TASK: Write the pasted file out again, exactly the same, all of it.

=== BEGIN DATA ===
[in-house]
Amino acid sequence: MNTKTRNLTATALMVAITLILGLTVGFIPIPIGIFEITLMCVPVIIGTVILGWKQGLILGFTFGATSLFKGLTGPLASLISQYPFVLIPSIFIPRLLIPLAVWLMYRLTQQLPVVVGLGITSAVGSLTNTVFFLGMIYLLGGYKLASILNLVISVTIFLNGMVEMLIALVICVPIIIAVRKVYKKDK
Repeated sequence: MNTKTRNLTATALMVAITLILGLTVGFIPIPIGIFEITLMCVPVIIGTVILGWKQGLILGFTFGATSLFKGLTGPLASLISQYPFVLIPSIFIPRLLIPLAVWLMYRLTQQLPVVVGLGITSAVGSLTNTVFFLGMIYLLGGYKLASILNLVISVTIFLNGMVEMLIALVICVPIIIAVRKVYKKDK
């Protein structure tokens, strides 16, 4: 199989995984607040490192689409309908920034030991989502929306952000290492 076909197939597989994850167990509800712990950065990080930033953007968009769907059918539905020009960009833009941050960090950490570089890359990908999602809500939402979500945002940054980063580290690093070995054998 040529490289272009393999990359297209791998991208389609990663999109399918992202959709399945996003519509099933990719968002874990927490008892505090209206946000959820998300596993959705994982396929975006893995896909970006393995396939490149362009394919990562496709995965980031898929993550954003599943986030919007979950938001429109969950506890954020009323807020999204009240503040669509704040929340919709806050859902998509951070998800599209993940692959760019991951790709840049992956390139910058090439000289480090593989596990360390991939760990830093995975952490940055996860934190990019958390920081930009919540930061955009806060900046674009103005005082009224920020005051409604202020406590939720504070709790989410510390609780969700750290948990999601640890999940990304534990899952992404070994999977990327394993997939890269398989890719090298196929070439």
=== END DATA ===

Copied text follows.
[in-house]
Amino acid sequence: MNTKTRNLTATALMVAITLILGLTVGFIPIPIGIFEITLMCVPVIIGTVILGWKQGLILGFTFGATSLFKGLTGPLASLISQYPFVLIPSIFIPRLLIPLAVWLMYRLTQQLPVVVGLGITSAVGSLTNTVFFLGMIYLLGGYKLASILNLVISVTIFLNGMVEMLIALVICVPIIIAVRKVYKKDK
Repeated sequence: MNTKTRNLTATALMVAITLILGLTVGFIPIPIGIFEITLMCVPVIIGTVILGWKQGLILGFTFGATSLFKGLTGPLASLISQYPFVLIPSIFIPRLLIPLAVWLMYRLTQQLPVVVGLGITSAVGSLTNTVFFLGMIYLLGGYKLASILNLVISVTIFLNGMVEMLIALVICVPIIIAVRKVYKKDK
């Protein structure tokens, strides 16, 4: 199989995984607040490192689409309908920034030991989502929306952000290492 076909197939597989994850167990509800712990950065990080930033953007968009769907059918539905020009960009833009941050960090950490570089890359990908999602809500939402979500945002940054980063580290690093070995054998 040529490289272009393999990359297209791998991208389609990663999109399918992202959709399945996003519509099933990719968002874990927490008892505090209206946000959820998300596993959705994982396929975006893995896909970006393995396939490149362009394919990562496709995965980031898929993550954003599943986030919007979950938001429109969950506890954020009323807020999204009240503040669509704040929340919709806050859902998509951070998800599209993940692959760019991951790709840049992956390139910058090439000289480090593989596990360390991939760990830093995975952490940055996860934190990019958390920081930009919540930061955009806060900046674009103005005082009224920020005051409604202020406590939720504070709790989410510390609780969700750290948990999601640890999940990304534990899952992404070994999977990327394993997939890269398989890719090298196929070439």